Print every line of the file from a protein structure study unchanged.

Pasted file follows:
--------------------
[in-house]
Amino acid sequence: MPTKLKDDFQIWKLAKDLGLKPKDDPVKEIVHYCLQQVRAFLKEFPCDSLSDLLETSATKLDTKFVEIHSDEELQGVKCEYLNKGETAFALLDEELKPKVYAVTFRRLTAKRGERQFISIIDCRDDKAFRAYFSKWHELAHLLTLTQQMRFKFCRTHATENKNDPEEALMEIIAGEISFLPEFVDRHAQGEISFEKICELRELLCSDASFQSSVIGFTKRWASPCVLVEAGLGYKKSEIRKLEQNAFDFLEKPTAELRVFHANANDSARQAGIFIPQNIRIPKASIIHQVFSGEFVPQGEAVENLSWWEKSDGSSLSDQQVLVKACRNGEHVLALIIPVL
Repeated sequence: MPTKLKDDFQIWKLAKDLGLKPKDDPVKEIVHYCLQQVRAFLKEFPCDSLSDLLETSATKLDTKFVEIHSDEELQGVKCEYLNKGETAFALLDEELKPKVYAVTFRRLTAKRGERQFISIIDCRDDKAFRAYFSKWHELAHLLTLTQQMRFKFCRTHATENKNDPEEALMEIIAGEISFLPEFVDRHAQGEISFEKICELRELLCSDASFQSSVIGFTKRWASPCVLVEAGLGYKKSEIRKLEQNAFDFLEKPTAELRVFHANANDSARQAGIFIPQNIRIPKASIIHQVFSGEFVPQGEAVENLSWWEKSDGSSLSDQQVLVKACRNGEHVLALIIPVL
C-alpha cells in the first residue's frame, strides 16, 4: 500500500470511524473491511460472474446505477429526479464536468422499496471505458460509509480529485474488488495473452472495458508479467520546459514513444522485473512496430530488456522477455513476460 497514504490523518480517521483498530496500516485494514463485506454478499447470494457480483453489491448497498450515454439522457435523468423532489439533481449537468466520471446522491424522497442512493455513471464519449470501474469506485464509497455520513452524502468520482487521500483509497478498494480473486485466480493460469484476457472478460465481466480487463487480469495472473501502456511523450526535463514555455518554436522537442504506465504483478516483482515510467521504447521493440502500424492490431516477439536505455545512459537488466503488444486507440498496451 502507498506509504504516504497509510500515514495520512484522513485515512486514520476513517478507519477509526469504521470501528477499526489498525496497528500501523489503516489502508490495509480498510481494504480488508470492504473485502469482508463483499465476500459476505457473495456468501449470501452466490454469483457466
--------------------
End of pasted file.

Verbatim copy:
[in-house]
Amino acid sequence: MPTKLKDDFQIWKLAKDLGLKPKDDPVKEIVHYCLQQVRAFLKEFPCDSLSDLLETSATKLDTKFVEIHSDEELQGVKCEYLNKGETAFALLDEELKPKVYAVTFRRLTAKRGERQFISIIDCRDDKAFRAYFSKWHELAHLLTLTQQMRFKFCRTHATENKNDPEEALMEIIAGEISFLPEFVDRHAQGEISFEKICELRELLCSDASFQSSVIGFTKRWASPCVLVEAGLGYKKSEIRKLEQNAFDFLEKPTAELRVFHANANDSARQAGIFIPQNIRIPKASIIHQVFSGEFVPQGEAVENLSWWEKSDGSSLSDQQVLVKACRNGEHVLALIIPVL
Repeated sequence: MPTKLKDDFQIWKLAKDLGLKPKDDPVKEIVHYCLQQVRAFLKEFPCDSLSDLLETSATKLDTKFVEIHSDEELQGVKCEYLNKGETAFALLDEELKPKVYAVTFRRLTAKRGERQFISIIDCRDDKAFRAYFSKWHELAHLLTLTQQMRFKFCRTHATENKNDPEEALMEIIAGEISFLPEFVDRHAQGEISFEKICELRELLCSDASFQSSVIGFTKRWASPCVLVEAGLGYKKSEIRKLEQNAFDFLEKPTAELRVFHANANDSARQAGIFIPQNIRIPKASIIHQVFSGEFVPQGEAVENLSWWEKSDGSSLSDQQVLVKACRNGEHVLALIIPVL
C-alpha cells in the first residue's frame, strides 16, 4: 500500500470511524473491511460472474446505477429526479464536468422499496471505458460509509480529485474488488495473452472495458508479467520546459514513444522485473512496430530488456522477455513476460 497514504490523518480517521483498530496500516485494514463485506454478499447470494457480483453489491448497498450515454439522457435523468423532489439533481449537468466520471446522491424522497442512493455513471464519449470501474469506485464509497455520513452524502468520482487521500483509497478498494480473486485466480493460469484476457472478460465481466480487463487480469495472473501502456511523450526535463514555455518554436522537442504506465504483478516483482515510467521504447521493440502500424492490431516477439536505455545512459537488466503488444486507440498496451 502507498506509504504516504497509510500515514495520512484522513485515512486514520476513517478507519477509526469504521470501528477499526489498525496497528500501523489503516489502508490495509480498510481494504480488508470492504473485502469482508463483499465476500459476505457473495456468501449470501452466490454469483457466